The teacher and the taxi driver- Short story -By Rachid Khouya
On the way to school, the taxi driver seized the opportunity to ask me if all those boys and girls carrying their bags do well in school. I found myself obliged to answer this existential question that everybody asks about students whenever they meet teachers.
The man didn’t expect that I would start asking him a series of questions instead of giving him a ready-made answer because this was not the first time I had been asked that question.
I replied, “Do all people who go to the market shop? Do all people who wear a white jellaba pray? Do all Muslims pray and fast in Ramadan? Do all drivers respect the road regulations? Do all athletes win their races?”
The taxi driver, burst into noisy laughter that seemed to me like glasses breaking and said, ” Of course not all of them. There are exceptions, of course”.
“Well then, why do you want all those who go to school to study and get degrees and a job with the government?” I asked him with a smile.
I stopped for a while before I went on saying, “It is simply impossible dear friend.”
The man continued his laughing while nodding his head in an expression of agreement.
“You are right, teacher….yes, you are right, my teacher,” he kept repeating in a low voice.
Then I told him, “We must realize that not all animals that are born in a forest will be lions and lionesses. We need donkeys, monkeys, sheep, foxes, dogs, pigs, cows, chickens and hedgehogs.”
I posed for a while to be sure that the man understood what I was saying. Then I added, ”Similarly, not all students who attend schools will be doctors, engineers, teachers, nurses ,pilots, politicians. Don’t we need farmers, mechanics, butchers, hairdressers, waiters, criminals, thieves, liars, waiters and waitresses?”
Without looking at me, he smiled and said, “and taxi drivers too?”
I smiled back and said, “Yes, and taxi drivers too. We need them. This is society, my friend. There is a room for everyone. Everyone is created for a mission and a role in his community. The problem is that we forget about our missions and roles and we want all the people to do the same role at the same time.”
He looked at me showing his agreement. I continued, “We do not enjoy the happiness we can get as a reward from doing what we are born for and what we choose to do. We want to do others’ jobs. If everyone is happy with his mission in this world, we will all live happily as brothers and sisters in rest, peace and happiness ‘.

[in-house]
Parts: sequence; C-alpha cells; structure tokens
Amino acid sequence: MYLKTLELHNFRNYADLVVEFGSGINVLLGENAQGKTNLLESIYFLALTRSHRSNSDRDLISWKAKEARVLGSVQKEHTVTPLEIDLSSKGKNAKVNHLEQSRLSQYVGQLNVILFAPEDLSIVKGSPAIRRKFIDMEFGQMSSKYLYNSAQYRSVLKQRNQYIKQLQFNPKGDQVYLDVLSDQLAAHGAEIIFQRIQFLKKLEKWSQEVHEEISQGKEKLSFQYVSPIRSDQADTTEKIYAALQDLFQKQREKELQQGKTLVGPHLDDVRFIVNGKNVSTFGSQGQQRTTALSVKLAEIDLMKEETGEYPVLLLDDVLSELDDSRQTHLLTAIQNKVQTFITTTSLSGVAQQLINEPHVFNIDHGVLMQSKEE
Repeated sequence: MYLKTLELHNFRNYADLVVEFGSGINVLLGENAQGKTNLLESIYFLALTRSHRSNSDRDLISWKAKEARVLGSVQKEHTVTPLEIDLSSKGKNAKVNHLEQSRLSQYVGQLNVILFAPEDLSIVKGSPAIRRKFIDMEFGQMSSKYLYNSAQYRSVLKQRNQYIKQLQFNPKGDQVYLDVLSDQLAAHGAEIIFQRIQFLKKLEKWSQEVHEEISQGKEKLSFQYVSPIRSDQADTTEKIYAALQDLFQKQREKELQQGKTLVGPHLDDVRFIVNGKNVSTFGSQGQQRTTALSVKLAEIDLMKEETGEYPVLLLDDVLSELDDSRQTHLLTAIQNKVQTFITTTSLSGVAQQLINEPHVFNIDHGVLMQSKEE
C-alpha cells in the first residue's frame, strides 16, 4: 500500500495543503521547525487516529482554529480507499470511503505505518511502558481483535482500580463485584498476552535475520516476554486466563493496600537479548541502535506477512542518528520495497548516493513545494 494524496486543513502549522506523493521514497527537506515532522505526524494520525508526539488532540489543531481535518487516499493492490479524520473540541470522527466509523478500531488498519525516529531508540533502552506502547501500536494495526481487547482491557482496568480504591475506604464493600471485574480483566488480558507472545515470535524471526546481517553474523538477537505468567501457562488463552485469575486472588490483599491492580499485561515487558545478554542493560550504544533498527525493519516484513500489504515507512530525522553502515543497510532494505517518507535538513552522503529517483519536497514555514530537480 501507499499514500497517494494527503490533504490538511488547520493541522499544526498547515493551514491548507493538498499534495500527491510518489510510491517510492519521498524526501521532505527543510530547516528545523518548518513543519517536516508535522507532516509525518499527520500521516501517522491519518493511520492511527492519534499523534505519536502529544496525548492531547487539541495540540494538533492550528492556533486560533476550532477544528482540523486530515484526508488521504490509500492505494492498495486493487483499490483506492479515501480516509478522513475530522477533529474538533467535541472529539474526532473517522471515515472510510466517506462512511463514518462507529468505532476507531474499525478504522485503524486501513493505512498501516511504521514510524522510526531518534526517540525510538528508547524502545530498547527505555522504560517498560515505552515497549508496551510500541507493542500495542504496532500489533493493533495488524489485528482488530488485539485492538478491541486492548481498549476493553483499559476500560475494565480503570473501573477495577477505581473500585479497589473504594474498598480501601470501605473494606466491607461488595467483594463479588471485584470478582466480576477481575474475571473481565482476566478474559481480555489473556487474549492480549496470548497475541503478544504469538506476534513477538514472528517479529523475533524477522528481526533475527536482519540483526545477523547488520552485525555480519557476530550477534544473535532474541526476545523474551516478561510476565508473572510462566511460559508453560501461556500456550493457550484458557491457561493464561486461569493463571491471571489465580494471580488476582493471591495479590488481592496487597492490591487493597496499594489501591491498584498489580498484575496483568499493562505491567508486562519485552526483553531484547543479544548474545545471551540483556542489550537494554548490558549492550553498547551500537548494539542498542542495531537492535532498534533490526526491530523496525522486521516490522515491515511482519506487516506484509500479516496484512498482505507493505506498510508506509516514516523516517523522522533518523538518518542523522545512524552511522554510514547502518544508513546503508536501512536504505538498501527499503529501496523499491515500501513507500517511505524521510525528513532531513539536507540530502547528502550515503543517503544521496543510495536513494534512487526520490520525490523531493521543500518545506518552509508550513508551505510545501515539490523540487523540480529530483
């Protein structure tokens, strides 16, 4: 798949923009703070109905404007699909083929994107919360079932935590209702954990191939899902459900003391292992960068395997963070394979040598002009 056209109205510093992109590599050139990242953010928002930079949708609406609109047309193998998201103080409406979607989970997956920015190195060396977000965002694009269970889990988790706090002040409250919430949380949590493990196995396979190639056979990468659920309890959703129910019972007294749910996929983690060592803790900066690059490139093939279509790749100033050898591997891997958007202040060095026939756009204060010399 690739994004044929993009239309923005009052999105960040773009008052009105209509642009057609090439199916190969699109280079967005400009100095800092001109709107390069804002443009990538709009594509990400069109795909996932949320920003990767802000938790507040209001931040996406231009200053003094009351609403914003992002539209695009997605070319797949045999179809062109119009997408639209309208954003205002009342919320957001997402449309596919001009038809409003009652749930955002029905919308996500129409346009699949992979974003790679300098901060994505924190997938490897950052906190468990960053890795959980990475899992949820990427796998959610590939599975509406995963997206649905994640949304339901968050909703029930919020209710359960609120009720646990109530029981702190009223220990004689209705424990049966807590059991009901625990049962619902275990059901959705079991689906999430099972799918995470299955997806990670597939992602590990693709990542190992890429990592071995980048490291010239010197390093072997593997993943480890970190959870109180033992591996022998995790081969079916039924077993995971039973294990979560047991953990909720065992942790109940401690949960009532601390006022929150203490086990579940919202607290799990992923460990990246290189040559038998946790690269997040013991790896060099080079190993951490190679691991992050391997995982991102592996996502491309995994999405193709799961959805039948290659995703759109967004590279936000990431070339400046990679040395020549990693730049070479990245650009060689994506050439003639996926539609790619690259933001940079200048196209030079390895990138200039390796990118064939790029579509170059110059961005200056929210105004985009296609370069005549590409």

As I was explaining, the taxi driver stopped near the school and told me that he always takes teachers to schools and he always asks them that same question. “This is the first time, I got a convincing answer,” he murmured, quoting what I had told him before.
“You are right, teacher, ‘not all animals that are born in a forest will be lions and lionesses. We need donkeys, monkeys, sheep, foxes, dogs, pigs, cows, chickens, and hedgehogs.”
“I swear, I will never ask that question again,” he told me.
I gave him the money and caught his hand and looked at his eyes. He didn’t want to take the money and he said: “Normally, I do not take money from the policemen because we need them when we have problems and this is a way to avoid their revenge .But starting from today, I will start taking teachers for free too.”
He added, “Teachers like you should be served for free. And your ministry should have afforded buses for you to bring you to school and take you back home too. Why does the ministry of interior provide cars and vehicles for the policemen while they do not do the same job for teachers?’
I laughed and replied,” The day you will be our minister of education, we will have buses to take us to work.”
I told him, “You know what, the ministry doesn’t afford buses for us so that taxi drivers will get more clients and more income.”
I put the five dirhams on the seat and thanked him for the ride and for the discussion.
“God bless you and those who taught you.…They cannot all be lions nor sheep…. They can not all be successful in schooling”, I heard him saying.